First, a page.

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Universal charger, the EU ultimatum to Apple

By Giacomo Martiradonna Monday 24 February 2020

ue-apple-charger-universale.jpgFebruary 24, 2020 update Update: Following the failure of the 2009 recommendations to try to bring the market independently to a single connector, the EU returns to speak on the subject, and it does so with a vote that could have profound repercussions on Apple and other global smartphone manufacturers. With a result of 582 votes against 40, the Commission approved a new Radio Equipment Directive in which it offers "renewed efforts to develop a common charger"; a position that Apple rejects with the objection that would limit user convenience and innovation, without a real environmental impact. We do not know how to evolve the situation, but for the moment the options on the plate would provide for the adoption of USB-C on the device (with the consequent abandonment of Lightning) and on the charger.

Despite an explicit initial aversion, in 2009 Apple was convinced to sign the letter of intent that would lead to a universal charging port for all mobile devices on the European market.

The reason behind these pressures was the willingness of regulators to make charging smartphones and tablets more convenient with aone cable the same for everyone; it would have lowered the costs for the end user and above all would have given a sigh of relief to the planet, reducing the environmental impact due to the production and disposal of the chargers.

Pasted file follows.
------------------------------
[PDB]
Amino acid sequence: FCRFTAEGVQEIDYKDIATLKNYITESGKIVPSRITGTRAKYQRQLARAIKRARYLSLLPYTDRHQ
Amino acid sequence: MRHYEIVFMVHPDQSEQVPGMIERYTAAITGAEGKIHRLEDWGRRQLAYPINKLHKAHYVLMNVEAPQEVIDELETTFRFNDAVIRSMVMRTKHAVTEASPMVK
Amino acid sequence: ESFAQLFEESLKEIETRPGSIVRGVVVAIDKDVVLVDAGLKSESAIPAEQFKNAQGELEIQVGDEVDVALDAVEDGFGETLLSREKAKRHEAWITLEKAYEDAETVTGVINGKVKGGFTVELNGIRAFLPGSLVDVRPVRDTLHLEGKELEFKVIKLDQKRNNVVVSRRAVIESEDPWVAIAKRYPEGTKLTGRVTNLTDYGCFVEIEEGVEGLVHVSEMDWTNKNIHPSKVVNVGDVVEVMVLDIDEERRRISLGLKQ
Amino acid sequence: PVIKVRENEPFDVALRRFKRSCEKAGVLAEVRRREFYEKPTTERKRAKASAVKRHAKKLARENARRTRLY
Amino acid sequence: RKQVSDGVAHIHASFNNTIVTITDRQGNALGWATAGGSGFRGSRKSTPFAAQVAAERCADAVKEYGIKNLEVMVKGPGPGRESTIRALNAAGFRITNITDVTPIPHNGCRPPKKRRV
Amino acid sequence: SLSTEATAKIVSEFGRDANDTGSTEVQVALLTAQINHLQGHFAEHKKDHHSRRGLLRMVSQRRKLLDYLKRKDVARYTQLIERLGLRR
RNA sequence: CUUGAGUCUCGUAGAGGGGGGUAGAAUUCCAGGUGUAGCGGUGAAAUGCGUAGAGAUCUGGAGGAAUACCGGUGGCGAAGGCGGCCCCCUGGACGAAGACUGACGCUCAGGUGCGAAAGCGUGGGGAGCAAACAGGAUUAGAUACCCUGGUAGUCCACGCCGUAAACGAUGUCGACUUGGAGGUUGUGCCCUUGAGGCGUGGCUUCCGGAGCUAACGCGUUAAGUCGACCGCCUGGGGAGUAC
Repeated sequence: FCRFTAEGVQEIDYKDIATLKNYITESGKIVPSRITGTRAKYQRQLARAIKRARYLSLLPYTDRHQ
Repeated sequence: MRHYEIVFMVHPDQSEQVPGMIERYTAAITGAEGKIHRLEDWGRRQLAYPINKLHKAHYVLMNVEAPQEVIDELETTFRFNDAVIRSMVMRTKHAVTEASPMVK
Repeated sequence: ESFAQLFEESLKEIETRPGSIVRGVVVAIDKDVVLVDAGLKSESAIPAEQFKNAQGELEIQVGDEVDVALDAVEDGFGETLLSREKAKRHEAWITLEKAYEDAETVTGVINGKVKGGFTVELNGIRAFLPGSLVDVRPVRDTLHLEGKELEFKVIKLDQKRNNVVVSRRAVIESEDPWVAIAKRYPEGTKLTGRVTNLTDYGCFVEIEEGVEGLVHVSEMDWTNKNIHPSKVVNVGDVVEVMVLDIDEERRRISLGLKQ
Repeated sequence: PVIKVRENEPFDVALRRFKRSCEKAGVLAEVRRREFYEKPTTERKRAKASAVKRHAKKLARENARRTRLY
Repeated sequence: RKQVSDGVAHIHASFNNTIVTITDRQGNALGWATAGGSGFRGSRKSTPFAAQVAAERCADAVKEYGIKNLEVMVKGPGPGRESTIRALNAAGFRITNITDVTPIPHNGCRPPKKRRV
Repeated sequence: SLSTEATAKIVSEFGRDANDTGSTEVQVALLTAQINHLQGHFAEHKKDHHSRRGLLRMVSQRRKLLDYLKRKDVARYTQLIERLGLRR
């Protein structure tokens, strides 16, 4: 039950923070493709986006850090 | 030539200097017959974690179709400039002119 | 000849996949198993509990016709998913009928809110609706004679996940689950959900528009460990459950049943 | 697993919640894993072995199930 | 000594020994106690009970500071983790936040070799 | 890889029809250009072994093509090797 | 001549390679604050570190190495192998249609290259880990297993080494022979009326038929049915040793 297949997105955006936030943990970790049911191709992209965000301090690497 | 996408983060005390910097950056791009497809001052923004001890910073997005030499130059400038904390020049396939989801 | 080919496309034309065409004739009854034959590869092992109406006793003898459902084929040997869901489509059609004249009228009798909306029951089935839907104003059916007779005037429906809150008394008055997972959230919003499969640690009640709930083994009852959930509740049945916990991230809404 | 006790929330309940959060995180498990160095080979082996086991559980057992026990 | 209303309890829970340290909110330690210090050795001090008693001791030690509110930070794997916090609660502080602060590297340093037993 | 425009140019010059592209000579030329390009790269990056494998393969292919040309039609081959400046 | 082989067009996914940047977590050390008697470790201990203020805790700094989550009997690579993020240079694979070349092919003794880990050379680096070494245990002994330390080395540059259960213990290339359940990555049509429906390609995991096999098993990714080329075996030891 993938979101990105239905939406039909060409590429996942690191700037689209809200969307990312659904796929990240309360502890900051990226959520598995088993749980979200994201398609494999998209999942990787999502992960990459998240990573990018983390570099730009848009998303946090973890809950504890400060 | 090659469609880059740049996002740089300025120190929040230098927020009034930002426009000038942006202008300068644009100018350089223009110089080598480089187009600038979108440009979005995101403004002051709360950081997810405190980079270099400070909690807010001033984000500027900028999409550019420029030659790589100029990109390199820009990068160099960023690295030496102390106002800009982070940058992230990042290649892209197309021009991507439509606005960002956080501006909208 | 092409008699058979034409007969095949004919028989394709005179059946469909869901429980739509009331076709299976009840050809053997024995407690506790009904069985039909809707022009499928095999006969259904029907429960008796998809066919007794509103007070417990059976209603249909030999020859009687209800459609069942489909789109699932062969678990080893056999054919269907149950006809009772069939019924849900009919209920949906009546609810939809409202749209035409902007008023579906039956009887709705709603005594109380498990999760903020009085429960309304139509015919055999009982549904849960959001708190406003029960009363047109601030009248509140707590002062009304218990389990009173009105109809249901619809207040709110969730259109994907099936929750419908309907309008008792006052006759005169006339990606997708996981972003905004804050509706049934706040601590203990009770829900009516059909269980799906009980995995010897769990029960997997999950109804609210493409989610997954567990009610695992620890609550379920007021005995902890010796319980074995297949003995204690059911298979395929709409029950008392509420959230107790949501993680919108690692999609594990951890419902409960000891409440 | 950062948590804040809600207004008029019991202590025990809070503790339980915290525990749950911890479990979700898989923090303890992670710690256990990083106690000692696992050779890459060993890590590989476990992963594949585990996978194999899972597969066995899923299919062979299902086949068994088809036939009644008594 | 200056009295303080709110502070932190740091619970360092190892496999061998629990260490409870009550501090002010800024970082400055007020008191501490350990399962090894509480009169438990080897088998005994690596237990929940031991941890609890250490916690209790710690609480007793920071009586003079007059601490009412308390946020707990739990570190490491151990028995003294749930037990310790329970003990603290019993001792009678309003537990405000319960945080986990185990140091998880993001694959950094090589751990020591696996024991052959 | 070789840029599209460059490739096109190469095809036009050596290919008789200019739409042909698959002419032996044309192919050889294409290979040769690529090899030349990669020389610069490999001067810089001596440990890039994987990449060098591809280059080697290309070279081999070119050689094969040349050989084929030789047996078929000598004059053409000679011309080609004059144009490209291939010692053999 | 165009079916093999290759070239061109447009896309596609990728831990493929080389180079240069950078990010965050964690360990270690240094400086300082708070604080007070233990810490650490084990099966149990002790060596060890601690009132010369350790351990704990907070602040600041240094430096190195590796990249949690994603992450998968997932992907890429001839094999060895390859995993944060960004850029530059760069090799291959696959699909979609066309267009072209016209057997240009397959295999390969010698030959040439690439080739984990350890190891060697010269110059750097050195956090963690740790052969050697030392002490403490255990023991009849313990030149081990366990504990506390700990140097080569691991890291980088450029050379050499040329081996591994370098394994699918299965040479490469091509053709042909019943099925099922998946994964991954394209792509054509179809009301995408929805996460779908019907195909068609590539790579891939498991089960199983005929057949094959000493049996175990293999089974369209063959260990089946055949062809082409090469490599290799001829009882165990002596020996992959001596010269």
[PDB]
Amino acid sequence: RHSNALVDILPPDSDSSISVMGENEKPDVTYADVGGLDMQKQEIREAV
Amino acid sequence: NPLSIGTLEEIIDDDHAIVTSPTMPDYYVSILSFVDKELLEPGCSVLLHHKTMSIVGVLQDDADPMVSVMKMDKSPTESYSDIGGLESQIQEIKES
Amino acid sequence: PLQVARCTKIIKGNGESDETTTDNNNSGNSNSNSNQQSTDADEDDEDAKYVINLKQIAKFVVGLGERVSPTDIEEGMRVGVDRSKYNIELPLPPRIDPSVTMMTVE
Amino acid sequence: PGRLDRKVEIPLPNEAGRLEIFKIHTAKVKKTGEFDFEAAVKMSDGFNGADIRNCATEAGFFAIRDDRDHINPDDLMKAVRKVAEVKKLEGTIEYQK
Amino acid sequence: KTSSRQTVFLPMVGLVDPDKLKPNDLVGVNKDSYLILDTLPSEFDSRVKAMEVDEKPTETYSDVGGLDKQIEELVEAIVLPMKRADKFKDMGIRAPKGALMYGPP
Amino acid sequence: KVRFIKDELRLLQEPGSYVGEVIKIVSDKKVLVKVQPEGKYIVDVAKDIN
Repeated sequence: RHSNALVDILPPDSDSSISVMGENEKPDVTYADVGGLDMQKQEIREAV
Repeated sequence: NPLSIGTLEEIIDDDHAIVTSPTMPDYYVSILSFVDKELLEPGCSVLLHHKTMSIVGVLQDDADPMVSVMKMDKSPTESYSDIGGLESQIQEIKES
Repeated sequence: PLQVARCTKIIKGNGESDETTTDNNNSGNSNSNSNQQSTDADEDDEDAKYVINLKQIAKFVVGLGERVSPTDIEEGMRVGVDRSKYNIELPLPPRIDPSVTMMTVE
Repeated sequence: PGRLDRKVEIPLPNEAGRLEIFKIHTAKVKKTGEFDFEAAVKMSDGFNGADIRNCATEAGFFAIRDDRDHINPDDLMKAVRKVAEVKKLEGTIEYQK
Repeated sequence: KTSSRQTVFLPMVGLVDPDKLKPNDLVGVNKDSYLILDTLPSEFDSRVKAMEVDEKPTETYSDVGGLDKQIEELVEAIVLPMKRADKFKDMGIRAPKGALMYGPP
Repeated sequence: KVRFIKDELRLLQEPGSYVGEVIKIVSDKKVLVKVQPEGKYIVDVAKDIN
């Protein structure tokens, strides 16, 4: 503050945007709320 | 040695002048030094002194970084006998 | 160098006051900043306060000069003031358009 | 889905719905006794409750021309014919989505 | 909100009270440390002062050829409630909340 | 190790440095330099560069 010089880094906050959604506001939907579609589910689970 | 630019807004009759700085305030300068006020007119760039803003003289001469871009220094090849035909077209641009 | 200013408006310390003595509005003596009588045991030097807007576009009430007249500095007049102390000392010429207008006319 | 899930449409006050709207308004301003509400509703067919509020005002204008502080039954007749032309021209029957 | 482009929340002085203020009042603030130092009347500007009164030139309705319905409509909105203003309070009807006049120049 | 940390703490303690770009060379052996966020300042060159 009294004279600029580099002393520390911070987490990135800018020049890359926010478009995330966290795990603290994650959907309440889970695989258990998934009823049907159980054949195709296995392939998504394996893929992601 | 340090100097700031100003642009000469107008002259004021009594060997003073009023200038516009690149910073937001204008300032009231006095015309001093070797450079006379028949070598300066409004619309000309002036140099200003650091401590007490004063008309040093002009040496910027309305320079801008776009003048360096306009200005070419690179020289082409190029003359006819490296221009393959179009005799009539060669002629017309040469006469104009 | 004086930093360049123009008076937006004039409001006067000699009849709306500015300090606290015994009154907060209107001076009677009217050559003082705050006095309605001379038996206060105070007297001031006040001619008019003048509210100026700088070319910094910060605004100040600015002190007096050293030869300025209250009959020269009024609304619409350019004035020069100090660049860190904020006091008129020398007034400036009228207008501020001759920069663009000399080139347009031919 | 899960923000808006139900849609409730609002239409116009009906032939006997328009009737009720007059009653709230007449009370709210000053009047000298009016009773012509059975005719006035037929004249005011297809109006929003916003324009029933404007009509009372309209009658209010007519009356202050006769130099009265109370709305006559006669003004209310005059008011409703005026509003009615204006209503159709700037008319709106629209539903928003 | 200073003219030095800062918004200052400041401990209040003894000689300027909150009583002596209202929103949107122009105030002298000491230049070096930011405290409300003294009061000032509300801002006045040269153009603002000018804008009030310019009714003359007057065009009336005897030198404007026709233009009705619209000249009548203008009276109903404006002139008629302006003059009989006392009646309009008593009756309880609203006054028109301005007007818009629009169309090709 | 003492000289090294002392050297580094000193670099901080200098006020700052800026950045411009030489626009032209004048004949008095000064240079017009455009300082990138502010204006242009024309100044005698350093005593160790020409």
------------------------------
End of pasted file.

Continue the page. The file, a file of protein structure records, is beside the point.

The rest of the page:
At the time, Apple and the others had agreed to find a shared, Micro-USB-based solution by 2011; senonch, in Cupertino they introduced the Lightning door, and in 2012 everything simply fell by the wayside.

And it is not surprising that things went like this, given the turnover that revolves around the accessories Made for iPhone. But the EU has an elephant's memory, and is now back on the attack, assuming to force producers to honor their commitments by law.

And true, as someone points out, that the technology is advancing rapidly, and that if we had adopted the Micro USB at the time, we would have delayed the launch and diffusion of USB-C, a superior standard in all respects (which all – except Apple, as usual – are already spontaneously adopting). But the EU has never vetoed this or that standard, and nothing forbade companies from making one technologically improved counter-proposal. The spirit that animates the law is not the Micro-USB in itself, but theadoption of a common standard.

Which does not happen for sinister economic return, in spite of the containment of user costs and the protection of the environment. a bit of a bipolar behavior: on the one hand expensive Unibody metal chassis instead of plastic, and on the other glued batteries that cannot be replaced; on the one hand only recycled materials and on the other index of subzero repairability. as if the green soul of the apple were leaving with alternate plates.

To us, honestly, the EU proposal seems like an excellent idea: what do you think? Tell us in the comments, on Twitter or on our Facebook page.